More specifically, the housing block 81 has a cylinderical hole 82 formed therein and extending therethrough, for inserting the ceramic piece 90. Fluid introducing passages 83, 84, 85a, 85b, 86a, 86b, 87a and 87b are formed in the housing block81, and one end of the passage 83 opens to the bottom surface of the housing block 81 and the ends of the passages 87a and 87b open to the cylindrical hole 82 for inserted the ceramic piece 90 to form fluid jet nozzles 89a and 89b. Plugs 84a are tightlyinserted into the end portions of the passages 84, 85a, 86a, 87a, 85b, 86b, 87b so as to form continuous passages communicating the passage 83 with the fluid jet nozzles 89a and 89b. A string-up slit 88 is formed along the imaginary standard plane Lsandwiched by the fluid jet nozzles 89a and 89b, and the upper end of the string-up slit 88 opens at the upper surface of the housing block 81 and the lower end of the string-up slit 88 opens to the cylindrical hole 82. The ceramic piece 90 which isdetachably inserted into the cylindrical hole 82 has a groove opening upwards and extending along the axis of the ceramic piece, which axis is perpendicular to the sheet on which FIG. 14 is illustrated. The bottom surface 91 of the groove serves as afirst wall, and the side surfaces 92a and 92b of the groove serves as a part of a second wall. After the ceramic piece 90 is inserted into the cylindrical hole 82, it is secured by machine screws 93a and 93b so that the opening of the groove formed onthe ceramic piece 90 is located at a position were the fluid jet nozzles 89a and 89b and the string-up slit 88 open and so that the basic technical concept of the present invention which has been explained with reference to FIGS. 1 and 2 is satisfied. The apparatus has a characteristic in that the replacement of the ceramic piece 90 with a new one can be effected with ease. It is preferable that the lateral side surfaces 90a and 90b of the ceramic piece 90 are axially displaced a slight distance fromthe side surfaces 81a and 81b of the housing block 81 are illustrated in FIG. 15 rather than being aligned with each other. Because of such a construction, the yarn does not encroach into the small gap between the engaging surfaces of the ceramic piece90 and the cylindrical hole 82 in the housing block 81. When the edges 91 a and 91b of the ceramic piece 90 and the housing block 81 located on the engaging surfaces are sharp, the encroachment of a yarn is prevented more effectively.

FIG. 16 is a cross sectional view of a fourteenth embodiment of the present invention. The apparatus illustrated in FIG. 3 has two fluid jet nozzles 9a and 9b, and the apparatus illustrated in FIG. 16 is provided with a further fluid jet nozzle102 in addition to the fluid jet nozzles 9a and 9b, and accordingly the apparatus in FIG. 16 is provided with three fluid jet nozzles 9a, 9b and 102. The additional fluid jet nozzle 102 is connected to two sub-nozzles 101a and 101b opening into thestring-up slit 13 and is formed by utilizing a part of the string-up slit 13 extending along the imaginary standard plane L. The remaining parts are the same as those in FIG. 3 and are designated by the reference numerals the same as those in FIG. 3, andtherefore their further explanation is omitted here.

With reference to some examples, examples of the dimensions in the actual apparatus according to the present invention, especially dimensions of the chamber, will be described hereinbelow. It should be noted that the dimensions should bearbitrarily selected at appropriate values based on yarn treating conditions, such as the kind of yarn to be treated, yarn speed, tension in the yarn and the pressure of fluid, taking into consideration the basic technical concept of the presentinvention.

EXAMPLE 1

Yarn to be treated:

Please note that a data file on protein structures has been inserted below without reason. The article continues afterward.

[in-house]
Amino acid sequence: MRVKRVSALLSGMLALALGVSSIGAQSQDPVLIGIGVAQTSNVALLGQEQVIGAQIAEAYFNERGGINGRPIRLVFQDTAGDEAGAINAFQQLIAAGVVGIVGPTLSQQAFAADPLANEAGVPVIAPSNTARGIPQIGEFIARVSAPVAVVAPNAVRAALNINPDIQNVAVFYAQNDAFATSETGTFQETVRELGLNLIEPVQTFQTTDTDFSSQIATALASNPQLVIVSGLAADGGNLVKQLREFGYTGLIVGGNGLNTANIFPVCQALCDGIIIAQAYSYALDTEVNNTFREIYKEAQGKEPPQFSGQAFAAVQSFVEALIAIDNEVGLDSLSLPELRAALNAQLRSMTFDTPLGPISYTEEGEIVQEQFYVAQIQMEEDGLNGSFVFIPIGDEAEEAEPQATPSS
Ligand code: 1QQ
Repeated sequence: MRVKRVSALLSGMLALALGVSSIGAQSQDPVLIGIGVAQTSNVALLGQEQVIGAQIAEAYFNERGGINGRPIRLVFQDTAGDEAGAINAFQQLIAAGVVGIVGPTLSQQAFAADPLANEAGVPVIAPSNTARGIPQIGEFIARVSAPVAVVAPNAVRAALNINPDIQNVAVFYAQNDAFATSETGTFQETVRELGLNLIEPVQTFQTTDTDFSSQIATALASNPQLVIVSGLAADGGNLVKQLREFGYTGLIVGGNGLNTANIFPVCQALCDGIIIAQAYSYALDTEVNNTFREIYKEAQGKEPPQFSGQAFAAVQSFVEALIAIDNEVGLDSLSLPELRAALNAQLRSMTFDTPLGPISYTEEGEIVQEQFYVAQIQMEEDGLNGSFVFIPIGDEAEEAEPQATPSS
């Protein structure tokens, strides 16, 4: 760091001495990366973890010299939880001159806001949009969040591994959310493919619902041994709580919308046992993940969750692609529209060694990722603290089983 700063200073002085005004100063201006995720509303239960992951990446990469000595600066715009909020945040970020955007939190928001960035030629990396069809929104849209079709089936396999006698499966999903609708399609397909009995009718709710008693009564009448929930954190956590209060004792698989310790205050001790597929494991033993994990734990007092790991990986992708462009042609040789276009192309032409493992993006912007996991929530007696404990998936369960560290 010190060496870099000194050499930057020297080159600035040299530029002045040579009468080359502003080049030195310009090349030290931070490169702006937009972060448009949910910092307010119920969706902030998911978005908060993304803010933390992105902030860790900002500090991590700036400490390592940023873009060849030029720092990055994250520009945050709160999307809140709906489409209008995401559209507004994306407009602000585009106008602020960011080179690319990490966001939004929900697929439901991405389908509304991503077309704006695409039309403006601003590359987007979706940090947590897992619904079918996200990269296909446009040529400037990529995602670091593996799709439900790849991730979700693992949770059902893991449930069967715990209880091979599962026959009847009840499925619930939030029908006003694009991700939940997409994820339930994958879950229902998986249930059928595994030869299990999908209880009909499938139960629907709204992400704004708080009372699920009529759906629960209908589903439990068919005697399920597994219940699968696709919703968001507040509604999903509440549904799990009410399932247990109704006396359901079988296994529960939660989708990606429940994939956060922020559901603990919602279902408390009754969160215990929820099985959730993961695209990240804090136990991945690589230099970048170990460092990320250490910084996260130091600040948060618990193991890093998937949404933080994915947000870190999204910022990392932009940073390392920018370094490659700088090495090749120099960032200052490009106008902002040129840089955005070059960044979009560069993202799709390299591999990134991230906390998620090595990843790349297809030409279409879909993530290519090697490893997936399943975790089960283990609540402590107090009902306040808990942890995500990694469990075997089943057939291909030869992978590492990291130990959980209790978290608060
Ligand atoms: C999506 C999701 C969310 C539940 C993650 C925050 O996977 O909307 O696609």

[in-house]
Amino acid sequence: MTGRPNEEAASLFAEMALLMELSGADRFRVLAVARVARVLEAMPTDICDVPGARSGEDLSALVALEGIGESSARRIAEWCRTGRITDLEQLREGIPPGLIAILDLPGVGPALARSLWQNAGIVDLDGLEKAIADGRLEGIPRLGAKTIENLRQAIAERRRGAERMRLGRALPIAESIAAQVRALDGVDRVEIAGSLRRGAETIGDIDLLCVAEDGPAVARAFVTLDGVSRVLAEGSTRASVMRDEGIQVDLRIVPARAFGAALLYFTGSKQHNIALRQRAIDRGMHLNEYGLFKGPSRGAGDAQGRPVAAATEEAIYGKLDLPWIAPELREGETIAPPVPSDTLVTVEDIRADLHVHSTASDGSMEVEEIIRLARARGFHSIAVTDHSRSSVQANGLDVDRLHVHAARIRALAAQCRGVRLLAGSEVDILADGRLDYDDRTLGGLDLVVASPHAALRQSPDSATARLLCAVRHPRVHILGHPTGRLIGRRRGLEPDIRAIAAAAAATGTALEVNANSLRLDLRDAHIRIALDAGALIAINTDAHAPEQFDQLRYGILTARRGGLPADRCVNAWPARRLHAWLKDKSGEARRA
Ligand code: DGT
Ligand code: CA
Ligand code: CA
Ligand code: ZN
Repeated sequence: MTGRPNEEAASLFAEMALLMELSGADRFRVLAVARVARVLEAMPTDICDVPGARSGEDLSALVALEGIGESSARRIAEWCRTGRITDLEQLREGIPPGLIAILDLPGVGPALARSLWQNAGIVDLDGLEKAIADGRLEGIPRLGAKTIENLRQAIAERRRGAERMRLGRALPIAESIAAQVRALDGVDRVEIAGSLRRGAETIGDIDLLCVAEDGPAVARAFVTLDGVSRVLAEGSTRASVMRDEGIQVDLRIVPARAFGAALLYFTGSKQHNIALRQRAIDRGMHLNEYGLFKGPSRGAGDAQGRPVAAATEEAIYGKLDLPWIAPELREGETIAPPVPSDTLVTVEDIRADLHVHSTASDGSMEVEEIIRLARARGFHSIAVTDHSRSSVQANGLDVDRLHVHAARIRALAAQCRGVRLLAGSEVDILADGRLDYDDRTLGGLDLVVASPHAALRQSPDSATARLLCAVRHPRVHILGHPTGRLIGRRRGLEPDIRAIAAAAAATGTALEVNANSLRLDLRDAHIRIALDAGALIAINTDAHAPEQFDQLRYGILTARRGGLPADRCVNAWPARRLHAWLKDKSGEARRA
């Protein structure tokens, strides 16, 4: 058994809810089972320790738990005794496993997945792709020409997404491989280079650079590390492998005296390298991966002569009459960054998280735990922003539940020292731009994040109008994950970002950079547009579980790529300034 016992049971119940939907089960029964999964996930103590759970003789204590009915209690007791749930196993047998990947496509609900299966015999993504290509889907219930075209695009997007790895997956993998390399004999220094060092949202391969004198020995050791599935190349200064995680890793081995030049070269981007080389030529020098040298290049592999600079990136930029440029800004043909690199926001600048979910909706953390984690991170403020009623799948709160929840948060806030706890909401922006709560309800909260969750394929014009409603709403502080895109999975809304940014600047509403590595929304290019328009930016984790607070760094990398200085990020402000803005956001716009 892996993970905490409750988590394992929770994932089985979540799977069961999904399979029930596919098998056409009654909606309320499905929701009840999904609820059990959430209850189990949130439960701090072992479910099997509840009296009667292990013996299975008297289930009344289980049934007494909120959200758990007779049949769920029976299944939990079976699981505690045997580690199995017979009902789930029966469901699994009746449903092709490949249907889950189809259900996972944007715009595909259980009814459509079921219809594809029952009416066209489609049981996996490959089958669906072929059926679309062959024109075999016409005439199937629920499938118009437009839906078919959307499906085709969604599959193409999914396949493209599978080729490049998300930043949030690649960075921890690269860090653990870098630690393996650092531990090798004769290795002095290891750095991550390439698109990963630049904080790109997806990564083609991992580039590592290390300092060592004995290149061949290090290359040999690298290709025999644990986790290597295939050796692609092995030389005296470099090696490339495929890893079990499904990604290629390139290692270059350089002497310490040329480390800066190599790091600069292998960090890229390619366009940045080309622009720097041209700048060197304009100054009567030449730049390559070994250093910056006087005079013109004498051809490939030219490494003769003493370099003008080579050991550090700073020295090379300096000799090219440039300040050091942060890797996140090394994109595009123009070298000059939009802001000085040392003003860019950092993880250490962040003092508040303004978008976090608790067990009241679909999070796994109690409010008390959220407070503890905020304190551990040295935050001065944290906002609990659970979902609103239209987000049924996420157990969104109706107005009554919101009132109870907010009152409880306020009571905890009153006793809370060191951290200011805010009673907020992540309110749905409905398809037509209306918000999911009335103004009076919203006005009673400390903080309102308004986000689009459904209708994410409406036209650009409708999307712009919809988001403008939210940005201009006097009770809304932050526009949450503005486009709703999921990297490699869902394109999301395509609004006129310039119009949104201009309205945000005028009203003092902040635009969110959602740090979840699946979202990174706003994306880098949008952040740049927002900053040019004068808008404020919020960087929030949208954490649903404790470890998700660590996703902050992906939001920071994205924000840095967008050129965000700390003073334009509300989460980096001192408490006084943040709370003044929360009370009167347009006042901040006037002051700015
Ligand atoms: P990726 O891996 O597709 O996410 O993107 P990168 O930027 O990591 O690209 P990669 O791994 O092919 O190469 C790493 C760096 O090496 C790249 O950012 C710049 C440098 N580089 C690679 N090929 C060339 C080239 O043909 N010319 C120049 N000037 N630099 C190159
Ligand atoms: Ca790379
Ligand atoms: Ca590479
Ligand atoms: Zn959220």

False twisted yarn of polyethylene terephthalate having a total denier of 150 denier and constituted with 48 filaments.

Yarn speed: 450 m/min

Tension in the yarn: 2 g

Fluid to be ejected:

Air with a pressure of 3 kg/cm.sup.2 G

Shape of chamber:

Triangular cross section as illustrated in FIG. 17a

Main dimensions in the apparatus are as follows. (Note that the symbols are illustrated in FIGS. 17a and 17b.)

__________________________________________________________________________ ANGLE DIAMETER HEIGHT HEIGHT HEIGHT THICKNESS TYPE .alpha.(deg) .phi.(mm) H(mm) Ha(mm) Hd(mm) W(mm) __________________________________________________________________________ 75 0.8 2.0 1.35 0.75 10 2 75 0.8 1.7 1.12 0.52 10 __________________________________________________________________________

The distance between the guides 12a and 12b illustrated in FIG. 2 was appropriately adjusted in a range between 12 mm and 20 mm. The interlaced yarn thus obtained had no false twisted portions therein and was uniform and suitable in theinterlacing density.

EXAMPLE 2

Yarn to be treated:

False twisted yarn of polyethylene terephthalate having a total denier of 150 denier and constituted with 48 filaments

Yarn speed: 450 m/min

Tension in the yarn: 2 g

Fluid to be ejected:

Air with a pressure of 3 kg/cm.sup.2 G

Shape of chamber:

Rectangular cross section as illustrated in FIG. 18a

Main dimensions in the apparatus are as follows. (Note that the symbols are illustrated in FIGS. 18a and 18b.)

__________________________________________________________________________ ANGLE DIAMETER HEIGHT HEIGHT WIDTH ANGLE THICKNESS TYPE .beta.(deg) .phi.(mm) H(mm) Hd(mm) LA(mm) .gamma.(deg) W(mm) __________________________________________________________________________ 3 60 0.9 1.3 0.33 2.3 90 10 __________________________________________________________________________

The distance between the guides 12a and 12b illustrated in FIG. 2 was appropriately adjusted in a range between 12 mm and 20 mm. the interlaced yarn thus obtained had no false twisted portions therein and was uniform and suitable in theinterlacing density.

EXAMPLE 3

Yarn to be treated:

Nylon flat yarn having a total denier of 70 denier and constituted with 12 filaments

Yarn speed: 870 m/min

Tension in the yarn: 2 g

Fluid to be ejected:

Air with a pressure of 2 kg/cm.sup.2 G

Shape of chamber:

Rectangular cross section as illustrated in FIG. 18a

Main dimensions in the apparatus are as follows. (Note that the symbols are illustrated in FIGS. 18a and 18b.)

__________________________________________________________________________ ANGLE DIAMETER HEIGHT HEIGHT WIDTH ANGLE THICKNESS TYPE .beta.(de) .phi.(m) H(mm) Hd(mm) LA(mm) .gamma.(deg) W(mm) __________________________________________________________________________ 4 70 0.8 1.5 0 2.5 90 10 __________________________________________________________________________

The distance between the guides 12a and 12b illustrated in FIG. 2 was appropriately adjusted in a range between 50 mm and 200 mm. The interlaced yarn thus obtained had no false twisted portions therein and was uniform and suitable in theinterlacing density.

* * * * *